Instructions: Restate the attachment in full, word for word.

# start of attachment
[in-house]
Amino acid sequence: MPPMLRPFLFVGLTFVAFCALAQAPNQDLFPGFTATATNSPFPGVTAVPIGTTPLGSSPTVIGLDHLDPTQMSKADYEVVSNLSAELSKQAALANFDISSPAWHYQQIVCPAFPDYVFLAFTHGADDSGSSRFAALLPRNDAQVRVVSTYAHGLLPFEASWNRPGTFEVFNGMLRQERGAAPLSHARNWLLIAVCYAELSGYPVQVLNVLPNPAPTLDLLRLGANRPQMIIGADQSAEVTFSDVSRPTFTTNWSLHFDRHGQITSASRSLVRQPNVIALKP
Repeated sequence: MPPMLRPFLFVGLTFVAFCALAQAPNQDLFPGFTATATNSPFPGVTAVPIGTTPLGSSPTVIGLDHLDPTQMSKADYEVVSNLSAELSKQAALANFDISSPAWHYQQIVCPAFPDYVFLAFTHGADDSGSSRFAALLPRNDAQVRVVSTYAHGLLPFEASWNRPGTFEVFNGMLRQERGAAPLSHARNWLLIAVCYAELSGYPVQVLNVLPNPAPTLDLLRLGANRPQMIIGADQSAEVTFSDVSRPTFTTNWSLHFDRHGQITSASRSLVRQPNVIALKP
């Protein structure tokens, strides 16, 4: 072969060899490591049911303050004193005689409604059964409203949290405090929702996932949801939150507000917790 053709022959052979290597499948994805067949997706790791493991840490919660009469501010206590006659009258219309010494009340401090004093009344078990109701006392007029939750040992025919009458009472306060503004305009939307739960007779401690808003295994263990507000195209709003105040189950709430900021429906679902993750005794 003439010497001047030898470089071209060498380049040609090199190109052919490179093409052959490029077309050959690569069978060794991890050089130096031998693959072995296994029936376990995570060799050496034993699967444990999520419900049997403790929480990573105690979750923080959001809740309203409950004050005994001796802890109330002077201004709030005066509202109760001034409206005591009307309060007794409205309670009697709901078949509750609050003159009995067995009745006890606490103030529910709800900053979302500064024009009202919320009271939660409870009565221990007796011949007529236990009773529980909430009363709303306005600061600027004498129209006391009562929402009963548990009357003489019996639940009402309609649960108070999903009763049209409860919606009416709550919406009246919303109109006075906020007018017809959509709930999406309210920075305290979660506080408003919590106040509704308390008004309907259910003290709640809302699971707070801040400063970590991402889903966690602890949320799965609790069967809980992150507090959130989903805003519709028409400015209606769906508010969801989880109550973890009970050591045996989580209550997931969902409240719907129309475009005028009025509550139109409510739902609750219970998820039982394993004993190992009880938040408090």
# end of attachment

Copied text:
[in-house]
Amino acid sequence: MPPMLRPFLFVGLTFVAFCALAQAPNQDLFPGFTATATNSPFPGVTAVPIGTTPLGSSPTVIGLDHLDPTQMSKADYEVVSNLSAELSKQAALANFDISSPAWHYQQIVCPAFPDYVFLAFTHGADDSGSSRFAALLPRNDAQVRVVSTYAHGLLPFEASWNRPGTFEVFNGMLRQERGAAPLSHARNWLLIAVCYAELSGYPVQVLNVLPNPAPTLDLLRLGANRPQMIIGADQSAEVTFSDVSRPTFTTNWSLHFDRHGQITSASRSLVRQPNVIALKP
Repeated sequence: MPPMLRPFLFVGLTFVAFCALAQAPNQDLFPGFTATATNSPFPGVTAVPIGTTPLGSSPTVIGLDHLDPTQMSKADYEVVSNLSAELSKQAALANFDISSPAWHYQQIVCPAFPDYVFLAFTHGADDSGSSRFAALLPRNDAQVRVVSTYAHGLLPFEASWNRPGTFEVFNGMLRQERGAAPLSHARNWLLIAVCYAELSGYPVQVLNVLPNPAPTLDLLRLGANRPQMIIGADQSAEVTFSDVSRPTFTTNWSLHFDRHGQITSASRSLVRQPNVIALKP
């Protein structure tokens, strides 16, 4: 072969060899490591049911303050004193005689409604059964409203949290405090929702996932949801939150507000917790 053709022959052979290597499948994805067949997706790791493991840490919660009469501010206590006659009258219309010494009340401090004093009344078990109701006392007029939750040992025919009458009472306060503004305009939307739960007779401690808003295994263990507000195209709003105040189950709430900021429906679902993750005794 003439010497001047030898470089071209060498380049040609090199190109052919490179093409052959490029077309050959690569069978060794991890050089130096031998693959072995296994029936376990995570060799050496034993699967444990999520419900049997403790929480990573105690979750923080959001809740309203409950004050005994001796802890109330002077201004709030005066509202109760001034409206005591009307309060007794409205309670009697709901078949509750609050003159009995067995009745006890606490103030529910709800900053979302500064024009009202919320009271939660409870009565221990007796011949007529236990009773529980909430009363709303306005600061600027004498129209006391009562929402009963548990009357003489019996639940009402309609649960108070999903009763049209409860919606009416709550919406009246919303109109006075906020007018017809959509709930999406309210920075305290979660506080408003919590106040509704308390008004309907259910003290709640809302699971707070801040400063970590991402889903966690602890949320799965609790069967809980992150507090959130989903805003519709028409400015209606769906508010969801989880109550973890009970050591045996989580209550997931969902409240719907129309475009005028009025509550139109409510739902609750219970998820039982394993004993190992009880938040408090």